As a programmer, you have to have great communication and writing skills. I have hired mediocre programmers in the past because they were stellar communicators, team players, and could summarise their thinking into short write ups. That helps with reducing meetings and enables remote teams. I personally don’t care for the developer who doesn’t want to talk to other people or their go to answer is RTFM (read the f*cking manual).
When we are young, we think we know everything. When we join a company, a team, or even as freelancers start working with customers, we immediately see things we dismiss as being anachronistic.
Yes, people are creatures of habit. They keep on repeating the same, often ineffective, processes over and over again. Many times, though, there are good reasons for having those processes in place. It is great if you want to change and improve things. Don’t dismiss things before you understand why they are the way they are. Once you understand the problem people were trying to solve, you will be in a better position to tweak the process and make it better.
People will be more likely to accept your suggestions if they feel you understand why they are doing this certain thing.
I quit GitHub in August 2019, after 9 year working at GitHub Support as a support engineer and people manager to create my own calmup, HeavyMelon. We are a small software house that builds software for humans. We are also creating a simple, fast, and reliable customer support tool, with an unbeatable price - it is called Supportress.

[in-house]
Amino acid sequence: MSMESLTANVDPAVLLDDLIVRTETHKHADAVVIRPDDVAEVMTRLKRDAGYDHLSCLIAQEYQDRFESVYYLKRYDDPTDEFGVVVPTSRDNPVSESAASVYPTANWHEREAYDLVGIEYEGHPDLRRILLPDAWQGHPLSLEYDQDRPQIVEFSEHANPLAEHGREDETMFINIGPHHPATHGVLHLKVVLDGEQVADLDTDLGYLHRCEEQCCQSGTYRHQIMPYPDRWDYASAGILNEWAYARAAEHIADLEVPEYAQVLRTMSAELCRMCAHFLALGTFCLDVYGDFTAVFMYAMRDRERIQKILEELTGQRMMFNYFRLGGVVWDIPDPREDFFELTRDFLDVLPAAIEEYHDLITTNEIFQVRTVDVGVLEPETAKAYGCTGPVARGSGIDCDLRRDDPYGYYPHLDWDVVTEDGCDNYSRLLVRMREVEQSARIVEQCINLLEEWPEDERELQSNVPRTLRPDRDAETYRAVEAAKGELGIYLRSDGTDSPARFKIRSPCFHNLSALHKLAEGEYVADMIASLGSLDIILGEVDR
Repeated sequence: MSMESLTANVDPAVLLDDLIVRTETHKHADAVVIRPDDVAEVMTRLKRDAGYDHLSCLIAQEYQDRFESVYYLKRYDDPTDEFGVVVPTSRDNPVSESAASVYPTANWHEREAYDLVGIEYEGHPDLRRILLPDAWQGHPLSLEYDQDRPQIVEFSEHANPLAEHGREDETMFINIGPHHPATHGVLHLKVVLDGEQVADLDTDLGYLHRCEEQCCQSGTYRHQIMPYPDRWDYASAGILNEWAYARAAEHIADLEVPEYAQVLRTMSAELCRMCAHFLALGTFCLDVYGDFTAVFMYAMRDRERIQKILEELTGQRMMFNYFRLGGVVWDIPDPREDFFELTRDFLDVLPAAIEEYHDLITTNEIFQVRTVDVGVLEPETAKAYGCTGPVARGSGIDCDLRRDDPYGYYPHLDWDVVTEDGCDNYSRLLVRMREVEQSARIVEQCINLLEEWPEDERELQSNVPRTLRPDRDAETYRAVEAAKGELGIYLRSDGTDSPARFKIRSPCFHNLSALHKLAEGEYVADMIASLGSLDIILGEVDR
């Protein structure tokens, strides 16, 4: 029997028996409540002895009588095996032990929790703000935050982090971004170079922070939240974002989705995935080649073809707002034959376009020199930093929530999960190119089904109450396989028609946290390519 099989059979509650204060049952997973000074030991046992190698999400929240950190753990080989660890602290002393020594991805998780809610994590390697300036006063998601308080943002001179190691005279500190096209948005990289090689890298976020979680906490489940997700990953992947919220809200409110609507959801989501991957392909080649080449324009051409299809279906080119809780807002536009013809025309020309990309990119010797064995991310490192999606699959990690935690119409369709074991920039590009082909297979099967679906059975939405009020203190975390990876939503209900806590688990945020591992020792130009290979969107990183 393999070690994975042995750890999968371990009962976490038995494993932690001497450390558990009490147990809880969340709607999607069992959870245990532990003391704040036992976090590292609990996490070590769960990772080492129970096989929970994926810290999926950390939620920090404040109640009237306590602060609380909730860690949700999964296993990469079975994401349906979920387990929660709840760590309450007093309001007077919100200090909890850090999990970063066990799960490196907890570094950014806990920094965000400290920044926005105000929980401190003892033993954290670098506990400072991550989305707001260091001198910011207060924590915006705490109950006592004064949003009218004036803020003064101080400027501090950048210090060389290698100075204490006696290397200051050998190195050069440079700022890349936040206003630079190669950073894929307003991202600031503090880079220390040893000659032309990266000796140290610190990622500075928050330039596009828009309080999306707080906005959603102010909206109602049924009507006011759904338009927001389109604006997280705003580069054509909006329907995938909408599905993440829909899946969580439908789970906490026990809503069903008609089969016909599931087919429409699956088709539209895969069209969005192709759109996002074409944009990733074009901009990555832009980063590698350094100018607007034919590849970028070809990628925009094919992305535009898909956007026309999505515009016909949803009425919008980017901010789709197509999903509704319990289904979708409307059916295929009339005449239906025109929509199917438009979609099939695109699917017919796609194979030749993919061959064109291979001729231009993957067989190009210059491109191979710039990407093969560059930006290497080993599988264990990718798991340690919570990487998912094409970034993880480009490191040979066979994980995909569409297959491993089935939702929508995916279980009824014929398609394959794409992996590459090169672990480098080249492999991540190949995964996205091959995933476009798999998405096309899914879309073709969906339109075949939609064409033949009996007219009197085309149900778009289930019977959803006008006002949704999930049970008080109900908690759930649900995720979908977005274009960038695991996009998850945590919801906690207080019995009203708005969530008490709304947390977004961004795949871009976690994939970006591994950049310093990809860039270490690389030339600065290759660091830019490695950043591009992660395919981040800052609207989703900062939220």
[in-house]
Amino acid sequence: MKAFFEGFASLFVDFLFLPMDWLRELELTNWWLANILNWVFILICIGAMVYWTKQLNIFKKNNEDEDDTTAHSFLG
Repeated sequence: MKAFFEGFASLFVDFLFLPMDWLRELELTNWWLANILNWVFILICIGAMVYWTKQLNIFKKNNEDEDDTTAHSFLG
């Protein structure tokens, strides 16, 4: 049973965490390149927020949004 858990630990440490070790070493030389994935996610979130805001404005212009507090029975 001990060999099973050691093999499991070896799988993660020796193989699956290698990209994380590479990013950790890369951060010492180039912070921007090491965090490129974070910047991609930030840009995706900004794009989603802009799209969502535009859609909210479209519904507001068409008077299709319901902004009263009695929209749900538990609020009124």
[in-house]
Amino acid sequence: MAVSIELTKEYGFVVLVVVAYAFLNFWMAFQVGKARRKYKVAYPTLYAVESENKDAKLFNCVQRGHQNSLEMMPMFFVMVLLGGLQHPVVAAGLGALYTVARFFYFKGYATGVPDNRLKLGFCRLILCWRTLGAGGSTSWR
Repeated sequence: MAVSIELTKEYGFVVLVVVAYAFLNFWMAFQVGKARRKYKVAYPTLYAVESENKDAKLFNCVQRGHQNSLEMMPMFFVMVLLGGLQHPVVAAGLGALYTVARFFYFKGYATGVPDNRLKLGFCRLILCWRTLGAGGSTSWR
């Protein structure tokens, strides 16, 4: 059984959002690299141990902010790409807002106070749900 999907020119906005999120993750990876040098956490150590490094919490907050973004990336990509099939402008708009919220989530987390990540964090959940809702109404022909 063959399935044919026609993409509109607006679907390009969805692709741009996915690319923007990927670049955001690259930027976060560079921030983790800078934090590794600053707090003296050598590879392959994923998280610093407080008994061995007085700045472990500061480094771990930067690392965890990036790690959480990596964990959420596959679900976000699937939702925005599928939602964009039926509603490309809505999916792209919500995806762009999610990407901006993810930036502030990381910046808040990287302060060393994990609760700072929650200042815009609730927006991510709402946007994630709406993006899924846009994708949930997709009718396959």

How did you make the decision to quit Github to start your own company? How has your life changed since doing that?
My time at GitHub was the best period of my professional life. I have learned so many things and contributed a lot. I have met wonderful colleagues and learned from them. As a manager, I had the honour to influence lives in a positive way. I also learnt that the teams I managed enjoyed my management style. That motivated me to keep on growing and learning.
Why did I leave GitHub though? Was I ungrateful? Others would go to extremes to get a job at this company! Several friends made sure to make that point to me.
It’s not that I did not like the company anymore. It's not that I was ungrateful. It’s not that I couldn’t have stayed and contributed for the years to come. The decision was not easy.
I once tweeted that GitHub had spoiled me. If I had ever decided to leave, it would have been for building my own company, be an indie game developer, or leave the industry all together and open a food truck.
Guess what I did. I founded my own company based on the values I love. A fully remote, distributed and calm company.
Creating my own company has been a dream of mine. I am 46 now, and I didn't want to wait for some imaginary best situation to do it. I just did it.
After leaving GitHub, I can't say everything has been perfect. Building your own company is hard work. Often stressful. For some reason though, I am happier and calmer. I am not making any money yet, but I am creative and I enjoy everything I do. Well, I wouldn't mind if I didn't have to do some of the company administrative chores, to be honest. But I am not complaining. I enjoy coding and I enjoy working in a very small team (myself and my business partner).
I am also a person who does not regret changing paths, even if the result seems worse than my previous situation.
Do you have any courses, books and any other resources that you would highly recommend to check out?
You can always check what I am doing and where you can find me on the Internet now. Don’t ever hesitate to get in touch with me.